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Pony Time

Pony Time are creating a pretty danceable racket with just bass and drums, knocking the garage-pop formula askew and finding their solace in a quick wit that’s underscored by chunky as hell hooks. The Seattle duo has kicked out four releases since 2011 and they’re only now finding a true stride with Rumours 2: The Rumours Are True. The band called out Wounded Lion, which caught my eye and its a damn fine point of reference for the their half cocked smile and thick low-end celebrating fare. There’s a toasted ember element in the grumble and rumble of Rumours that comes off as duct tape biker glam, feeling like a band reaching for the bright lights with what they have on hand. I’ve always loved a non-trad lineup and though the bass n’ drums combo has been around plenty (DFA 1979, COCO, Lightning Bolt) that fat bass sound combined with Luke Beetham’s yelp lets Pony Time keep the tradition alive without immediately pegging them into a hole dug by others traveling down similar aesthetic paths. The band brings the party and not a whiff of self-seriousness and that’s the charm of Rumours 2 they’re just hanging out like the Spuds McKenzie of garage you were always looking for.




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Drinking Flowers – “Black Monday”

Creeping into the sheets of Britpop’s glam hangover and smudged with post-punk’s rhythmic charms, Drinking Flowers are finding a hazy medium between driving pop and smokey psychedelics. Their album on Manifesto is packed with a plethora of pop gems but standout single “Black Monday” ranks among the best. The band have an appropriately gauzy and disorienting video for the track, leaning on the song’s droning buzz and rumble of bass, the clip is a pretty apt summation of the track’s headspun approach. This one’s been a playlist staple for a while now and I’m remiss for only noticing now that this video’s been out for a couple of weeks, but worth a spin for sure.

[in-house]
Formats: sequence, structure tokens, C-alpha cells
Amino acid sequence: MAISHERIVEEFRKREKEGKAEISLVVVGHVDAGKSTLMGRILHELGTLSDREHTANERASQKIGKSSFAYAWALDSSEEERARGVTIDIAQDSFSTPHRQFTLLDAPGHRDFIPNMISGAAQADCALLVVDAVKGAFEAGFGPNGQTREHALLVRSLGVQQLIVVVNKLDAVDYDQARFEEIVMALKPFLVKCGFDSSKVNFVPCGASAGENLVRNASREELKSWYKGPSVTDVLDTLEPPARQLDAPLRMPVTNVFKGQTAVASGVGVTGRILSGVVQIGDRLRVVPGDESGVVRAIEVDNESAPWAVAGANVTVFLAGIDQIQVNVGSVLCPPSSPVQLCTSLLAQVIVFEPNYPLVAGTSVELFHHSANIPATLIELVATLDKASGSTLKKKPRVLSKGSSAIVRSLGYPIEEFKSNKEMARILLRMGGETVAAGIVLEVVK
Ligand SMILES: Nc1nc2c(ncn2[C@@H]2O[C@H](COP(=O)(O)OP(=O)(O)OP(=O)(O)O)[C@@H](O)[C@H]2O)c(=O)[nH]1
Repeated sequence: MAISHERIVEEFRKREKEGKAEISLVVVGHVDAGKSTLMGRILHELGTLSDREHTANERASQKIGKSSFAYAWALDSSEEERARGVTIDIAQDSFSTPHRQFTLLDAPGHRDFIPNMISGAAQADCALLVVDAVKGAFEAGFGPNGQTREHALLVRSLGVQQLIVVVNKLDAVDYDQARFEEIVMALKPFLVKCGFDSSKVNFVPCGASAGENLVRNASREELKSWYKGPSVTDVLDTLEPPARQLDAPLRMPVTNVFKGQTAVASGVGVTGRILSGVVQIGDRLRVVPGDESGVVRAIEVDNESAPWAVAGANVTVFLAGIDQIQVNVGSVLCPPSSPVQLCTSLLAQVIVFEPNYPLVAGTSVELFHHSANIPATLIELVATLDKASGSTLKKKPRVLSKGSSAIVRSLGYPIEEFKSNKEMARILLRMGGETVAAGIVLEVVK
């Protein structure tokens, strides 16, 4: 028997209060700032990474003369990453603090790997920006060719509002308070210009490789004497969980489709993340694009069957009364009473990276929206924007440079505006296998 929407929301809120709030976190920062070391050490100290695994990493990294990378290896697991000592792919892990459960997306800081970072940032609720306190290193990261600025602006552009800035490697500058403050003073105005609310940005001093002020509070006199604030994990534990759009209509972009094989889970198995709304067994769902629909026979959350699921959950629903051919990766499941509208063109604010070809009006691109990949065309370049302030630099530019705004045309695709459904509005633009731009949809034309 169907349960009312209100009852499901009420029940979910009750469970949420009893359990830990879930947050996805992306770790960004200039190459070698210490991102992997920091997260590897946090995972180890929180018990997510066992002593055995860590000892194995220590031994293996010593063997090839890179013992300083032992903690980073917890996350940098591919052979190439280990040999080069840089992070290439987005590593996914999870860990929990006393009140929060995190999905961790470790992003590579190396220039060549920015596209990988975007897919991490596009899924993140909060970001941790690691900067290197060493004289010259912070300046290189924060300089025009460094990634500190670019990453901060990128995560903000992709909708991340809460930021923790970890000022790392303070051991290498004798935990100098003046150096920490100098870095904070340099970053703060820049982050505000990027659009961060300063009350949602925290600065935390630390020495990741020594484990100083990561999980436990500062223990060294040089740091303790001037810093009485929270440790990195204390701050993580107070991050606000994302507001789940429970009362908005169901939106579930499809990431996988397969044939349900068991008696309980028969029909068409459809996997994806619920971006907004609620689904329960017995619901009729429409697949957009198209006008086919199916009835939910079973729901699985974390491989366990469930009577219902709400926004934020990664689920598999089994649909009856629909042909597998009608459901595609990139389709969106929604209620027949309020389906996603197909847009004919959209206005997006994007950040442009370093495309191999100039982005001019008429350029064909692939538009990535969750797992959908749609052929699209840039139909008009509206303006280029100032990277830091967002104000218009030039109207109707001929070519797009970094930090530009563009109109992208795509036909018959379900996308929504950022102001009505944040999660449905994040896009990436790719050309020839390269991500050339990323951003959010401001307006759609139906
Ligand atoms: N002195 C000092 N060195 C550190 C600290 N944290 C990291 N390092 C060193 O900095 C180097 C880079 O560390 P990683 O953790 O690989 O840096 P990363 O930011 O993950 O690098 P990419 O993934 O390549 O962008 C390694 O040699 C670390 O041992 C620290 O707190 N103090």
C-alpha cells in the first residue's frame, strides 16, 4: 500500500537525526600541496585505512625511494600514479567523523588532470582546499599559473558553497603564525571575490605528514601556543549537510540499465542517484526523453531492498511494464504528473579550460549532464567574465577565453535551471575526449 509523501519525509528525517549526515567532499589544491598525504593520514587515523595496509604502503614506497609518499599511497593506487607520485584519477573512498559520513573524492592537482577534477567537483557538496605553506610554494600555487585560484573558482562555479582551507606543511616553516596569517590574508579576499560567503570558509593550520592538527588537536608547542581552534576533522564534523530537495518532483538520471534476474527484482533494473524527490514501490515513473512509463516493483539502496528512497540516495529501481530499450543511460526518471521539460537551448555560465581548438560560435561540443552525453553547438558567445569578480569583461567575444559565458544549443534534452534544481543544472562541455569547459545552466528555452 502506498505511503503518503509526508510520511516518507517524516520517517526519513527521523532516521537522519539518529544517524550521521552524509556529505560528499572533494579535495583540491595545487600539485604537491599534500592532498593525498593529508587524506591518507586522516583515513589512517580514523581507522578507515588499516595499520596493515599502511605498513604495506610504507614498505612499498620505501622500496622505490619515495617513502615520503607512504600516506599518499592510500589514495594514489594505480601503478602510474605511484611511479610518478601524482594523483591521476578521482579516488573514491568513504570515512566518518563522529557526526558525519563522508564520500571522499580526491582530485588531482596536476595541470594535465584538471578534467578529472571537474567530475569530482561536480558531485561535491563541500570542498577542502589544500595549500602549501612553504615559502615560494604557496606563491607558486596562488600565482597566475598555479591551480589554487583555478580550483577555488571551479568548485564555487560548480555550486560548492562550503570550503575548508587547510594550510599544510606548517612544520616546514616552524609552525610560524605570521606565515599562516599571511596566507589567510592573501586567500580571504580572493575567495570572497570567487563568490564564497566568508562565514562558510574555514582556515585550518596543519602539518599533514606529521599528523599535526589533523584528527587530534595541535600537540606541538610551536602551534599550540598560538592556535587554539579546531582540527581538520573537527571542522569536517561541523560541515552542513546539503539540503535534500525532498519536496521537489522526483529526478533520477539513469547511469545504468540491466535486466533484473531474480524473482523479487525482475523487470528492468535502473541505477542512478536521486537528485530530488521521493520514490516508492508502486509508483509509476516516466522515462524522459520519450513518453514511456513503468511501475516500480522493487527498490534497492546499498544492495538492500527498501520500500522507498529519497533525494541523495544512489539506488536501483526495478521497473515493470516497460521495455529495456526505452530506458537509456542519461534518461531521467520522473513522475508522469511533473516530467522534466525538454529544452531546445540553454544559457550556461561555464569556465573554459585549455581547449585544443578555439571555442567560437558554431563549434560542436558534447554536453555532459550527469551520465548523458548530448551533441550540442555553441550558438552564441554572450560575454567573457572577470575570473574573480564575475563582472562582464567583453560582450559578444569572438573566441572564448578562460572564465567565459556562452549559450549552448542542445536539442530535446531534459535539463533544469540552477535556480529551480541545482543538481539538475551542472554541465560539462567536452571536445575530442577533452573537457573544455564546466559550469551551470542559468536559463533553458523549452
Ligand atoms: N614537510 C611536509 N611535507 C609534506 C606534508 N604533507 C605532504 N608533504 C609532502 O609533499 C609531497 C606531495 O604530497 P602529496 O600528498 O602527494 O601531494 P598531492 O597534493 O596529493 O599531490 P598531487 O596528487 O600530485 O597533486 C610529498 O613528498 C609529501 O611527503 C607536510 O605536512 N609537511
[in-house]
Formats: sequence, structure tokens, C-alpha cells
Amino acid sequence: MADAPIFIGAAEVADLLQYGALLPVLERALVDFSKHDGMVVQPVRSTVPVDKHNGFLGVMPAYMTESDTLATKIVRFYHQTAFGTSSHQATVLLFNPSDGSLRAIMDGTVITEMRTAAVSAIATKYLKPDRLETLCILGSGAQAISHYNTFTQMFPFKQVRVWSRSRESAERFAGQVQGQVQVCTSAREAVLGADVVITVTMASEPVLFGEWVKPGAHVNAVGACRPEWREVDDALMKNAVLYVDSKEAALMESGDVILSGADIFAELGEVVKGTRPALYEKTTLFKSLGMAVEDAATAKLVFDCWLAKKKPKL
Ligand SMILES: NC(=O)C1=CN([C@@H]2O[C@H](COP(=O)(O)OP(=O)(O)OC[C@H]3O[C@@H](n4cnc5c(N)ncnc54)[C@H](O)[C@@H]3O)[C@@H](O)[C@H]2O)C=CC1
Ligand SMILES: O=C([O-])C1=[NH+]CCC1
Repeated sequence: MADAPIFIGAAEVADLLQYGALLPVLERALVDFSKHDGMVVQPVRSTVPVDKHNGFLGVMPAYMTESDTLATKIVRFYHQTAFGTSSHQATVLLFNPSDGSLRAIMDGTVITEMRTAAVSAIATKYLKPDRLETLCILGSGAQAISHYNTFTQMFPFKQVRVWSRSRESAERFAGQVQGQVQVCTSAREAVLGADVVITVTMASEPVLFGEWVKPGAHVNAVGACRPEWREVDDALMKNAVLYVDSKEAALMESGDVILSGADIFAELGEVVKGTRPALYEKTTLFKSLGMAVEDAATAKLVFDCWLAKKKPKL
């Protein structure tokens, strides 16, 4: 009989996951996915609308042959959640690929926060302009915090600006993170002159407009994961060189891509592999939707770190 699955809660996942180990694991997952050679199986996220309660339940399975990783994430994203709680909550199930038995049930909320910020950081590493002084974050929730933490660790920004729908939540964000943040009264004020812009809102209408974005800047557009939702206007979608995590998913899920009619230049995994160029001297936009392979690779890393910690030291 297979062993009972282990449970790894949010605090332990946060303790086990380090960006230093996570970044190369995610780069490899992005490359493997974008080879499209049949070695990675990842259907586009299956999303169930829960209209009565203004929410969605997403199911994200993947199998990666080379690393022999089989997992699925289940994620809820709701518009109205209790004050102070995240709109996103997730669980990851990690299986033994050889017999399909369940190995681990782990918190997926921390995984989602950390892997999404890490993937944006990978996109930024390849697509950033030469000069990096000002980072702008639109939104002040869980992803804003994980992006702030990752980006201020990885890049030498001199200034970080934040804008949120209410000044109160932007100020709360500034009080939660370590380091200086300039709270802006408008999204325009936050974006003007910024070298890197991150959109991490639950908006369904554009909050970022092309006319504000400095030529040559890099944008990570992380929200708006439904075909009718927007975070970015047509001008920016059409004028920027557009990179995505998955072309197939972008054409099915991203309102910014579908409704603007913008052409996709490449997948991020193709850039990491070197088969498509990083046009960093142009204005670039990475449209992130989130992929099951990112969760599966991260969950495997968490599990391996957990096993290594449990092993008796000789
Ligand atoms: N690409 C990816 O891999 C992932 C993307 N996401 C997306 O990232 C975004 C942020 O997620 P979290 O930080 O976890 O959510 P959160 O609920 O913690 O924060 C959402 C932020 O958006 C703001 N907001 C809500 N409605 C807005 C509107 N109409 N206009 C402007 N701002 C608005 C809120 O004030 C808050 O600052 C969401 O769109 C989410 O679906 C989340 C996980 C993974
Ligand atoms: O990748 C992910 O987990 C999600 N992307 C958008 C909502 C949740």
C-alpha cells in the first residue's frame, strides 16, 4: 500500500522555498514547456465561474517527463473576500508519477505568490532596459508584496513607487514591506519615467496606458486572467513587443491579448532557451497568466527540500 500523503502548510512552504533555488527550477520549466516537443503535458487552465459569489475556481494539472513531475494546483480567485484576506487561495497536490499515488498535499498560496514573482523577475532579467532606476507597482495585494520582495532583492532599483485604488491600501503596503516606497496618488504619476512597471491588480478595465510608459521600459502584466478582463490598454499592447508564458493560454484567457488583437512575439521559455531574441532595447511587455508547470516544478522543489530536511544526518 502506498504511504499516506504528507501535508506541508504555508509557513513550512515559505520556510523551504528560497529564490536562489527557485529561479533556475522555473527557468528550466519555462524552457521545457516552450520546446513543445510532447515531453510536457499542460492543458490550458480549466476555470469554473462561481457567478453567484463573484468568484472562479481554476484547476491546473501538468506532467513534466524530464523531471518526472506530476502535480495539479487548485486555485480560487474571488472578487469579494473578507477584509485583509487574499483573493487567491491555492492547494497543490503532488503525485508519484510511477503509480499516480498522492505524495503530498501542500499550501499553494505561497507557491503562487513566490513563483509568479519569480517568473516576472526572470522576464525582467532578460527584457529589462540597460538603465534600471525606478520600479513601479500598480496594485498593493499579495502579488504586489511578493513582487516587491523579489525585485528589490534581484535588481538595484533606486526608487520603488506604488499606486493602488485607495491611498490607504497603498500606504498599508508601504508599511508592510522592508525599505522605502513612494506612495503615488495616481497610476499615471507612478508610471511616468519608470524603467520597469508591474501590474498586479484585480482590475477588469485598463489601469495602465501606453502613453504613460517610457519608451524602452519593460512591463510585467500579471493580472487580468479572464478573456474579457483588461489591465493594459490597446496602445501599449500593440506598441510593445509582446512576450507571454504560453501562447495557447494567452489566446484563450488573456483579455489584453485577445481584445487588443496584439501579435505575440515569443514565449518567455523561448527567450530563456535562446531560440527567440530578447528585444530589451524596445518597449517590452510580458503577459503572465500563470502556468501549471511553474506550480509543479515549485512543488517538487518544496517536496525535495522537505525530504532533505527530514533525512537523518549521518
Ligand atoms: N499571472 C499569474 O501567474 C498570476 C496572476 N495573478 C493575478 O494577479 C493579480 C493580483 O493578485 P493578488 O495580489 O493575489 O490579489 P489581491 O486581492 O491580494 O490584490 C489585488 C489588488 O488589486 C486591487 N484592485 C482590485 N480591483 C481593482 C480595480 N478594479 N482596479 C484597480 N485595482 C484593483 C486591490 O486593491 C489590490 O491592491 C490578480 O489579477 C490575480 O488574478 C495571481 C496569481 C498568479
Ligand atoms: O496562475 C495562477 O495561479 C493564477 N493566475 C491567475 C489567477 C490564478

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Steve Gunn – “Conditions Wild”

Its always nice to see longtime RSTB faves grow to the kind of widespread attention they deserve. Steve Gunn has been a fixture on the site for quite a while and his classic Golden Gunn album remains on constant rotation on my turntable. Way Out Weather broke him to a wide audience and signing to Matador probably won’t hurt either, huh? The first taste of his new album for the venerable label, Eyes On The Lines, takes a more accessible direction than ever, delving into the lushest bit of singer-songwriter territory Gunn’s ever explored. But with that unmistakable Gunn guitar snaking its way through the track and a crack team of players assembled for the album – Nathan Bowles (drums, banjo, organ), Hans Chew (wurlitzer), James Elkington (guitar, lap steel, dobro), Mary Lattimore (harp), Jason Meagher (bass, guitar, flute), Paul Sukeena (guitar), Justin Tripp (bass, keyboards), and John Truscinski (drums) – it would be hard to keep this one under wraps for long.